come-hither look and her voice a subtle resonance, but we wondered whether
her reputation had been built on these things alone.
Golding and I discovered how big a star she was one night when we went
with Miss Valli and her husband to a street carnival; she was besieged by
autograph hounds and we never did get around to the rides and trials of
During the entire summer we talked constantly with Miss Valli about
Selznick and Hollywood.
Shortly after he met her, Golding induced Miss Valli to sign a three-month
option giving Selznick
first call on her services in America. When that was about to expire,
Golding got her to extend it, even though another American filmmaker was
showing signs of interest. She had a two-year contract with an Italian
company, and we spent hours discussing ways to obtain a release, with
Golding in frequent correspondence with Selznick officials about terms and
procedure. If Alida "was not even aware she was under consideration,"
someone has had a fearful lapse of memory.
In September, 1945, Golding started home and was mustered out of the Army
early in October. He kept his finger on the Valli negotiations through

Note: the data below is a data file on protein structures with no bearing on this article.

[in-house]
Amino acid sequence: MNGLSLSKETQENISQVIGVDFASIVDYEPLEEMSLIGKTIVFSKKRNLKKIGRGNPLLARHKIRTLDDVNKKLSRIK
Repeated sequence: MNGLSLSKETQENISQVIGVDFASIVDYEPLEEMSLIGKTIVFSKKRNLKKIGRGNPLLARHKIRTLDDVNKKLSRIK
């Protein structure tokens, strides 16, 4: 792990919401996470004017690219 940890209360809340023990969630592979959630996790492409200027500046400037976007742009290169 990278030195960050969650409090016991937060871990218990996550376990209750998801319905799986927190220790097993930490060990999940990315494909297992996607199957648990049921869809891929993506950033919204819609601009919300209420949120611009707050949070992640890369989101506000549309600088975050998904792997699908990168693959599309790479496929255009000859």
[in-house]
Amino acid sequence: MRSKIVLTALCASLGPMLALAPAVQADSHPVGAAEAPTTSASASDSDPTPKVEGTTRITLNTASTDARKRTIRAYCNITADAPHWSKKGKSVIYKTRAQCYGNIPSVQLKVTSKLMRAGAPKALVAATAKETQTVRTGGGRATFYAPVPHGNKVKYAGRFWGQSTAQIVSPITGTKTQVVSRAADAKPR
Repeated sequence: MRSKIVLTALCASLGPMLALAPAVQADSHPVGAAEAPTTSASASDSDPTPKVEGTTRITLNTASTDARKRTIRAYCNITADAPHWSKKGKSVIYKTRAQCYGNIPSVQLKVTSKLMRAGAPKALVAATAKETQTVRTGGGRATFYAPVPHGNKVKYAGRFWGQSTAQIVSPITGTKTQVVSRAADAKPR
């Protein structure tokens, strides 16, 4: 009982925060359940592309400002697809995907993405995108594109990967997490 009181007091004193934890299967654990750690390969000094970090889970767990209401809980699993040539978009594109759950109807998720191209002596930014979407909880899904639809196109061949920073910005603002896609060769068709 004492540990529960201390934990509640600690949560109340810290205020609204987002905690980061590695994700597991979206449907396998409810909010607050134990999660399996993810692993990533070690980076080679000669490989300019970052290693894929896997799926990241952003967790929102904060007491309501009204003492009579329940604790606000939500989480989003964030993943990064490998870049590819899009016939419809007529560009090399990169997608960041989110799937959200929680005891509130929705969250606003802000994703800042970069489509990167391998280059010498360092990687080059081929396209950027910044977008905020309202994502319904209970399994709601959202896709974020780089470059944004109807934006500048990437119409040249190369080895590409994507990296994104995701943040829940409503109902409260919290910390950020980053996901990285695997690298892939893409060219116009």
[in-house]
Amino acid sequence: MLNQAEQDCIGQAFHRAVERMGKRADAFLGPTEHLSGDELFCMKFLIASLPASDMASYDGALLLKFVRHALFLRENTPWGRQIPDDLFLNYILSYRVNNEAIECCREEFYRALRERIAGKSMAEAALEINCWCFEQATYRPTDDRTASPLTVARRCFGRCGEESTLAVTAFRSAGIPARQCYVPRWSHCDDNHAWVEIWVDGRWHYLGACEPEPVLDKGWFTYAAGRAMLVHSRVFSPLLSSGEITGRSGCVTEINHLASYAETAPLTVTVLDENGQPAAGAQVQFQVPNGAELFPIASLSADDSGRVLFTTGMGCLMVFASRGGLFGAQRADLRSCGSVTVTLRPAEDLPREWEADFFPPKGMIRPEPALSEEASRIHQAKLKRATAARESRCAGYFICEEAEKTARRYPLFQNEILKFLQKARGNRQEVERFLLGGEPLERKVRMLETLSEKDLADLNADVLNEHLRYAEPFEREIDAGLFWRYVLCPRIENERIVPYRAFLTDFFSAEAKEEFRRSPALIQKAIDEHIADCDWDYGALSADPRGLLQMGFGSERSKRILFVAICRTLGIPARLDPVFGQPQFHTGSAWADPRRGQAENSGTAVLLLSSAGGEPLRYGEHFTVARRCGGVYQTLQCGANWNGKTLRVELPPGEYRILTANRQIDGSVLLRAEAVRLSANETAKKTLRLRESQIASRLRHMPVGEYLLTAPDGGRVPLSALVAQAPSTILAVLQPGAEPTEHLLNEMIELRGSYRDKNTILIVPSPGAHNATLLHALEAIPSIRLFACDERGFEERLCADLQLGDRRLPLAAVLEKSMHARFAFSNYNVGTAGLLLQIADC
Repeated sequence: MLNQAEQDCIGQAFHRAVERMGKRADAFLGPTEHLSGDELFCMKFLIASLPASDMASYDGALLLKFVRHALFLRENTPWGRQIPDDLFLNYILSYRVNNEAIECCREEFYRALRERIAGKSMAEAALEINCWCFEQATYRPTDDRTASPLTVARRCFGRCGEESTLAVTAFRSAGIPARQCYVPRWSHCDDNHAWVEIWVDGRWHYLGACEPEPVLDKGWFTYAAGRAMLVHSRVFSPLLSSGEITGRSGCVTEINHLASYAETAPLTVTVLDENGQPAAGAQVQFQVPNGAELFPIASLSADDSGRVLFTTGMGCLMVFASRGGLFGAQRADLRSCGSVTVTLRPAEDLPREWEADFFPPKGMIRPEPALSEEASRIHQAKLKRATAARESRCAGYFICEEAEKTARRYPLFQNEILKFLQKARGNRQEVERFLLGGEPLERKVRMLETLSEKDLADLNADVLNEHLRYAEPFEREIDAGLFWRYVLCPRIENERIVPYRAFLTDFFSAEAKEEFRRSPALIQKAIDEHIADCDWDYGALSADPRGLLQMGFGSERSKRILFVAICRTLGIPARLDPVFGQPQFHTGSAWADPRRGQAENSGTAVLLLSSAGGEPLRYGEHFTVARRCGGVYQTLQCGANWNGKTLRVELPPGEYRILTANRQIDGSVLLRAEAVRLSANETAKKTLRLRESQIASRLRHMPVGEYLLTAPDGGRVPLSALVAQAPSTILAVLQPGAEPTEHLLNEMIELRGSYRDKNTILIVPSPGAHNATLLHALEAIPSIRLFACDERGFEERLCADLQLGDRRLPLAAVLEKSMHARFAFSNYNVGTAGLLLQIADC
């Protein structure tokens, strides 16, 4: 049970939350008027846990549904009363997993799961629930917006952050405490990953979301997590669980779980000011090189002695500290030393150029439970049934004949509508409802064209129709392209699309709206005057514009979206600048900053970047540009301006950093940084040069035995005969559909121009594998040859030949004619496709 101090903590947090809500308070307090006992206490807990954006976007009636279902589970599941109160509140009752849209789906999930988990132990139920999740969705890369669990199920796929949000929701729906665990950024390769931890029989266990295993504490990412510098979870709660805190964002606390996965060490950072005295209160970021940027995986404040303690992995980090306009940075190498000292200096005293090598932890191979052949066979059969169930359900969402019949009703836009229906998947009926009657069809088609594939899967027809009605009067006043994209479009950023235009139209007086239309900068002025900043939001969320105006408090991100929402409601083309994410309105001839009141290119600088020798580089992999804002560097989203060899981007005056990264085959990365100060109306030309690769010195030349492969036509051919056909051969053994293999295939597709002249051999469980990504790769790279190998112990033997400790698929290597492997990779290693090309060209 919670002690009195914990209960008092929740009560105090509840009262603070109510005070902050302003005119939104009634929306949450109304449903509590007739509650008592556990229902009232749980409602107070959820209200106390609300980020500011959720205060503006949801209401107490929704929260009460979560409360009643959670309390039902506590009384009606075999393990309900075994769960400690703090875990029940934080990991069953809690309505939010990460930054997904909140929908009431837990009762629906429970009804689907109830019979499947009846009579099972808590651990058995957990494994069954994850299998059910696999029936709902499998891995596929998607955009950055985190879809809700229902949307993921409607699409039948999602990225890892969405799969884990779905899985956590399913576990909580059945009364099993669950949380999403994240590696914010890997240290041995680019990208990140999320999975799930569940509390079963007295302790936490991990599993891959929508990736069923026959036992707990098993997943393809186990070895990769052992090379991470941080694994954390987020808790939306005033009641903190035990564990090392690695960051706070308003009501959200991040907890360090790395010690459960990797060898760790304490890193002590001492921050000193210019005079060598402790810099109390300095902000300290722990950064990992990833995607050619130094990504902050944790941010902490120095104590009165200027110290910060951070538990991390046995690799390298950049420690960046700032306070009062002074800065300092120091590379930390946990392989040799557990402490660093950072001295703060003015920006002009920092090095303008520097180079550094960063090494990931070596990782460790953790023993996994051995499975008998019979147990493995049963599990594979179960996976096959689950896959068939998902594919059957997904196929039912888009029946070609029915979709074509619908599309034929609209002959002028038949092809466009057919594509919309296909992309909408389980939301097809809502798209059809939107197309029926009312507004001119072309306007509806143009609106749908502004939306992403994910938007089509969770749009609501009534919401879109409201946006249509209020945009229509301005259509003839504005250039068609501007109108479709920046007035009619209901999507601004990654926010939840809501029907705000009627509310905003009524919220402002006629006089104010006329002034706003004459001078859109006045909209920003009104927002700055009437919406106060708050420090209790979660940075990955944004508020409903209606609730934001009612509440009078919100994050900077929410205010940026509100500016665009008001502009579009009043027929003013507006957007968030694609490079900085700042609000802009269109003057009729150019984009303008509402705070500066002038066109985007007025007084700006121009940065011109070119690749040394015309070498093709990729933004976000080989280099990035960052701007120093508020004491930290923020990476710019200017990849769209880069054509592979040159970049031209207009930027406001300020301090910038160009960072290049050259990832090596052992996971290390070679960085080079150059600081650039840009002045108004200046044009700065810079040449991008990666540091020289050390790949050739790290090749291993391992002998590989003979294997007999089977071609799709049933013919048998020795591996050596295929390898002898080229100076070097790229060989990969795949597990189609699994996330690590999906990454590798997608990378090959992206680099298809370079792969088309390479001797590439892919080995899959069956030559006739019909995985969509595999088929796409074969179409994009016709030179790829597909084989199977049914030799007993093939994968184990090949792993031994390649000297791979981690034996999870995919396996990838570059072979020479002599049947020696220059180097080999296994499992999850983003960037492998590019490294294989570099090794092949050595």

his former Italian secretary. I know he conferred with Agnew, because
I was in Agnew's office with him once when he did. On that occasion he
told Agnew that Miss Valli would be another
In any event, negotiations were carried on and completed by Selznick
representatives in the following months. When Miss Valli stopped in
England in December, 1946, on her way to the United States, Golding was at
the airport to meet her, with Jenia Reissar of the Selznick staff.
Golding, who was working then in London for
Samuel Goldwyn, introduced
Miss Valli to Goldwyn's
son, and he recalls that Miss Reissar was worried that the
Goldwyns would try to nab
her before she got to Hollywood.
Alida Valli is being hailed as the latest
Selznick star. For
my part, I would not -- and could not -- diminish
The studio handout, however, might have acknowledged the part an ex-GI
played in helping add another star to Mr.
crown, if only because it may be a story. As for the ex-GI, maybe it
was payment enough to be a momentary power behind the scenes.
© 1948 The New York Times.